Impact of Stress on Farmworker Families
Many factors impact the health of agricultural workers, including workplace hazards, exposure to chemicals, limited resources, and access to medical care. Seasonal variations in work demand can also lower their control over the work environment. This can increase the risk for adverse health effects in workers, which can then impact their children and families. Pilot funding from the Pacific Northwest Agricultural Safety & Health Center (PNASH; http://depts.washington.edu/pnash/) was used to examine the impact of stress of farmworker families.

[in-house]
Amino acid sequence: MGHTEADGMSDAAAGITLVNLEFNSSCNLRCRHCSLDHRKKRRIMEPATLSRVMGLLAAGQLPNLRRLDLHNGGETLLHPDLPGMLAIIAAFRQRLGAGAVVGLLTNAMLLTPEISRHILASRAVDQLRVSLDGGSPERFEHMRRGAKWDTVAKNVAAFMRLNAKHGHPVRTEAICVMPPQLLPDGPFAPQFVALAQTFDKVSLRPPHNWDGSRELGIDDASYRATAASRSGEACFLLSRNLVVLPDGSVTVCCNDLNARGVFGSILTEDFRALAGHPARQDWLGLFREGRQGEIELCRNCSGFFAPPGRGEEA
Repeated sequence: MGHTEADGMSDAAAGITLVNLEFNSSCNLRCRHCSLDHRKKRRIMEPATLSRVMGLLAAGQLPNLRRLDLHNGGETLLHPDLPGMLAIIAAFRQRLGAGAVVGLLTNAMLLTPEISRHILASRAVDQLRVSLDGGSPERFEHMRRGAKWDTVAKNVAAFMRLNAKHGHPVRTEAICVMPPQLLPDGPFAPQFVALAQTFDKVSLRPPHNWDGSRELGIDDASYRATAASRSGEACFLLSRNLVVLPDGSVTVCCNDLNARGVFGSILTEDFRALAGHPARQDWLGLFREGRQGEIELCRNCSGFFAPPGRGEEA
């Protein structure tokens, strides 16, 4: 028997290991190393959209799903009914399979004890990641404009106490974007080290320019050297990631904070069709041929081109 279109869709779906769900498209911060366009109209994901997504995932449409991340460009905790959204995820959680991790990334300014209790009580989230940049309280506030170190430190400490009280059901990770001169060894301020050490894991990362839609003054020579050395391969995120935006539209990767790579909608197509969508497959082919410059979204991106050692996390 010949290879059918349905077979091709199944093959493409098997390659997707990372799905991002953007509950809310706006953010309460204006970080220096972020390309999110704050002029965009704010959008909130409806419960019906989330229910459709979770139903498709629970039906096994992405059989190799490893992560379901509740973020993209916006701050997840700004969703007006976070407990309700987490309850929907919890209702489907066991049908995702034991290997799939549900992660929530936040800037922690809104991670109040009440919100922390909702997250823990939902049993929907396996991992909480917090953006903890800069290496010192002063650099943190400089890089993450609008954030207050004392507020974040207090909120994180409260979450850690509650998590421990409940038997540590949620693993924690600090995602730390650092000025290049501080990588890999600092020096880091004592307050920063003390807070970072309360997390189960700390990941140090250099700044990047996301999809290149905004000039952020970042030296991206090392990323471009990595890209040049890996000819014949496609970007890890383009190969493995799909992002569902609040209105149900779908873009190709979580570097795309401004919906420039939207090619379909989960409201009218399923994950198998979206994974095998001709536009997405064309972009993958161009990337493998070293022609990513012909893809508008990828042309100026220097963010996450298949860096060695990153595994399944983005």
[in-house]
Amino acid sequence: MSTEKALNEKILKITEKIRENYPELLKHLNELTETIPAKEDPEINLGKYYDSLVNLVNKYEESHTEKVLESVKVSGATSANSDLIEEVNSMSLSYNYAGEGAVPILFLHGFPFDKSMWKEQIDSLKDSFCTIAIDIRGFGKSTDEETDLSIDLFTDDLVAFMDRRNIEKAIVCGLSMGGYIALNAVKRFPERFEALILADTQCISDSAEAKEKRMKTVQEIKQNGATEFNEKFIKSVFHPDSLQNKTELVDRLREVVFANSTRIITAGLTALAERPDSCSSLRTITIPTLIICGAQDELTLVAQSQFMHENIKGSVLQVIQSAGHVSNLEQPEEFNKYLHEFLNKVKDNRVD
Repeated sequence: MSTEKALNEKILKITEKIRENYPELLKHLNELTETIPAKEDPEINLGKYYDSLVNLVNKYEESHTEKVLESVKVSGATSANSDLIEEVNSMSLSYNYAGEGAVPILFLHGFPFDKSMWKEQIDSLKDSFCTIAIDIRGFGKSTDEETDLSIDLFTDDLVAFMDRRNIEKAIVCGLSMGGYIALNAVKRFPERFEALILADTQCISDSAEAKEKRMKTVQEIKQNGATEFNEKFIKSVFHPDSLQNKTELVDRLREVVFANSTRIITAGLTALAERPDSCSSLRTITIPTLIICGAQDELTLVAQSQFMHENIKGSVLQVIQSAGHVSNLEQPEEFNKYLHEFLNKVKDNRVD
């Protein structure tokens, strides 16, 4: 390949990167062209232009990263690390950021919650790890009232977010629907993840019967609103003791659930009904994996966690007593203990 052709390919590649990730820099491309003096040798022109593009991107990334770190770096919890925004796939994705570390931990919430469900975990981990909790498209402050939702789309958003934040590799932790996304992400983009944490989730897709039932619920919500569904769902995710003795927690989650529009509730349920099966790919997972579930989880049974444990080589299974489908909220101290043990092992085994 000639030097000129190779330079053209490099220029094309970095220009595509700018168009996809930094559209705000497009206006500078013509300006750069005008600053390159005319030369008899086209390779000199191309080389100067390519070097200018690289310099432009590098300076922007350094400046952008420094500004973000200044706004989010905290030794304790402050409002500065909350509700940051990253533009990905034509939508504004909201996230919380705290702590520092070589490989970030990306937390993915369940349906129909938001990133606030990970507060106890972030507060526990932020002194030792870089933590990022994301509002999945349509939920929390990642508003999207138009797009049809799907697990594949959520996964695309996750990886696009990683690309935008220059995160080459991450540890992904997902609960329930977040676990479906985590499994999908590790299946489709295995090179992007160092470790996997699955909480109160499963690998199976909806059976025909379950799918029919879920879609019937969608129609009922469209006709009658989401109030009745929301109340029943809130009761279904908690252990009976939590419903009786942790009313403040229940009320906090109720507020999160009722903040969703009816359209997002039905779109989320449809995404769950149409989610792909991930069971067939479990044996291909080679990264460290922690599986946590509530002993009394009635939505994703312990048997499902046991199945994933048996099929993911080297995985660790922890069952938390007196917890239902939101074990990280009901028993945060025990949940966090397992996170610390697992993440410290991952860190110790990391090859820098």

Based on interviews with agricultural families, we developed a questionnaire to look at stressors, such as access to medical care, childcare, social and work place support. Thirty-two couples were interviewed at a low work demand time (pruning) and a high work demand time (harvest). We collected hair samples from the participants to measure cortisol, a biological marker of stress.
This project will allow us to characterize the risk factors and basic health parameters in agricultural families and to examine changes in these due to workplace activities. Acculturation, access to resources, hard physical labor and fluctuating employment opportunities may be countered by strong social support and family networks. The association between self-reported stress and a biological marker of stress will also be examined.